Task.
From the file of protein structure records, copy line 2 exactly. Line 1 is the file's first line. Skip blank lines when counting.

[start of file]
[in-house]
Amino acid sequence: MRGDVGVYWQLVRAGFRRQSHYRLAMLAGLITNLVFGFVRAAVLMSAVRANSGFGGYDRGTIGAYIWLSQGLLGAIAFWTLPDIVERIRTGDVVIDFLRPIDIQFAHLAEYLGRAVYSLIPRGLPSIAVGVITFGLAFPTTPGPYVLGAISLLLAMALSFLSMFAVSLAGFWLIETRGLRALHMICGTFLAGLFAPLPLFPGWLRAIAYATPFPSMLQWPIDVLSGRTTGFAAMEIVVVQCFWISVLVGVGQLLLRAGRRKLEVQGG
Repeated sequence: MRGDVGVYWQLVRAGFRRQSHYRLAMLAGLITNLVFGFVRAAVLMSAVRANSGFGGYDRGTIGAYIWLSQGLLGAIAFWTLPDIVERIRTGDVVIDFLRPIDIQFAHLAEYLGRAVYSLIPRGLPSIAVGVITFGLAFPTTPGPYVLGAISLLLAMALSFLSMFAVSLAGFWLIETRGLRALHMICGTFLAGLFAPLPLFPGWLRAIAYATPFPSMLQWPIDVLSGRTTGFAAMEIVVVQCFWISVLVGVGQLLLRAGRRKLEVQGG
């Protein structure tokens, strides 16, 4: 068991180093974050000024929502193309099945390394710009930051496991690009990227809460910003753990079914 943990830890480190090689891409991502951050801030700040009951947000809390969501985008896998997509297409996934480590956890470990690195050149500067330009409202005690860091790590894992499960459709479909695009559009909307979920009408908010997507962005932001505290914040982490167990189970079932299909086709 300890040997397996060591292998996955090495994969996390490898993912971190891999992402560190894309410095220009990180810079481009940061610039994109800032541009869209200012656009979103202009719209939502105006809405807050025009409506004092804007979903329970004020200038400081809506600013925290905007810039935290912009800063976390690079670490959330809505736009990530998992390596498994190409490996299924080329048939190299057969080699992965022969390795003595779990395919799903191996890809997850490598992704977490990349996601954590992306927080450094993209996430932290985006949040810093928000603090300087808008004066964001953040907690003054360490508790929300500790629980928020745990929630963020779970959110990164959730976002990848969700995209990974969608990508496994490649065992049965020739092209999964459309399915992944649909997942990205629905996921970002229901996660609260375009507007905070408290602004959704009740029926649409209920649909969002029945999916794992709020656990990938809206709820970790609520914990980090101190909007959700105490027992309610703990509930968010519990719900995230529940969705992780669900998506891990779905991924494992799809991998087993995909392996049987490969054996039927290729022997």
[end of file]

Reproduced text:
Amino acid sequence: MRGDVGVYWQLVRAGFRRQSHYRLAMLAGLITNLVFGFVRAAVLMSAVRANSGFGGYDRGTIGAYIWLSQGLLGAIAFWTLPDIVERIRTGDVVIDFLRPIDIQFAHLAEYLGRAVYSLIPRGLPSIAVGVITFGLAFPTTPGPYVLGAISLLLAMALSFLSMFAVSLAGFWLIETRGLRALHMICGTFLAGLFAPLPLFPGWLRAIAYATPFPSMLQWPIDVLSGRTTGFAAMEIVVVQCFWISVLVGVGQLLLRAGRRKLEVQGG